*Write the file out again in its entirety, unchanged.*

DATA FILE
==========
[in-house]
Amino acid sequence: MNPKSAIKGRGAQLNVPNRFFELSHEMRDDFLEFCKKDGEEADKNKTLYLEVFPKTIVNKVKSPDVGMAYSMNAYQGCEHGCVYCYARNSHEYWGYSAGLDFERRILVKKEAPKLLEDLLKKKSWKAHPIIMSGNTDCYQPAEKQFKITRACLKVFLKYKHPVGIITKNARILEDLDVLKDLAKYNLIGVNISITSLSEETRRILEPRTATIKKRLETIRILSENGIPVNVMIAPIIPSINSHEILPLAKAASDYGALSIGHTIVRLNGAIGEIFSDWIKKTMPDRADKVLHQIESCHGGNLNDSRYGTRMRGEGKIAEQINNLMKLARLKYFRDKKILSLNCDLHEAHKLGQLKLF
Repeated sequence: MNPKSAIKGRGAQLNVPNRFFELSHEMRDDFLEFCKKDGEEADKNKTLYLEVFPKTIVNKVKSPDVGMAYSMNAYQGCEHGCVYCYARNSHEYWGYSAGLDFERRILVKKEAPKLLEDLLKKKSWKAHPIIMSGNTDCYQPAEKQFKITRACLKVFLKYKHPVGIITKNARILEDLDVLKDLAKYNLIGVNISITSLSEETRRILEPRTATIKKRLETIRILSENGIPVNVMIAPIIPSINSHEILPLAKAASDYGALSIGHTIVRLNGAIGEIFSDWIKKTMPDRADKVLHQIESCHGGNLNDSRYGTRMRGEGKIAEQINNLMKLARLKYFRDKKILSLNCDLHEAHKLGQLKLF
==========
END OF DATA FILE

[in-house]
Amino acid sequence: MNPKSAIKGRGAQLNVPNRFFELSHEMRDDFLEFCKKDGEEADKNKTLYLEVFPKTIVNKVKSPDVGMAYSMNAYQGCEHGCVYCYARNSHEYWGYSAGLDFERRILVKKEAPKLLEDLLKKKSWKAHPIIMSGNTDCYQPAEKQFKITRACLKVFLKYKHPVGIITKNARILEDLDVLKDLAKYNLIGVNISITSLSEETRRILEPRTATIKKRLETIRILSENGIPVNVMIAPIIPSINSHEILPLAKAASDYGALSIGHTIVRLNGAIGEIFSDWIKKTMPDRADKVLHQIESCHGGNLNDSRYGTRMRGEGKIAEQINNLMKLARLKYFRDKKILSLNCDLHEAHKLGQLKLF
Repeated sequence: MNPKSAIKGRGAQLNVPNRFFELSHEMRDDFLEFCKKDGEEADKNKTLYLEVFPKTIVNKVKSPDVGMAYSMNAYQGCEHGCVYCYARNSHEYWGYSAGLDFERRILVKKEAPKLLEDLLKKKSWKAHPIIMSGNTDCYQPAEKQFKITRACLKVFLKYKHPVGIITKNARILEDLDVLKDLAKYNLIGVNISITSLSEETRRILEPRTATIKKRLETIRILSENGIPVNVMIAPIIPSINSHEILPLAKAASDYGALSIGHTIVRLNGAIGEIFSDWIKKTMPDRADKVLHQIESCHGGNLNDSRYGTRMRGEGKIAEQINNLMKLARLKYFRDKKILSLNCDLHEAHKLGQLKLF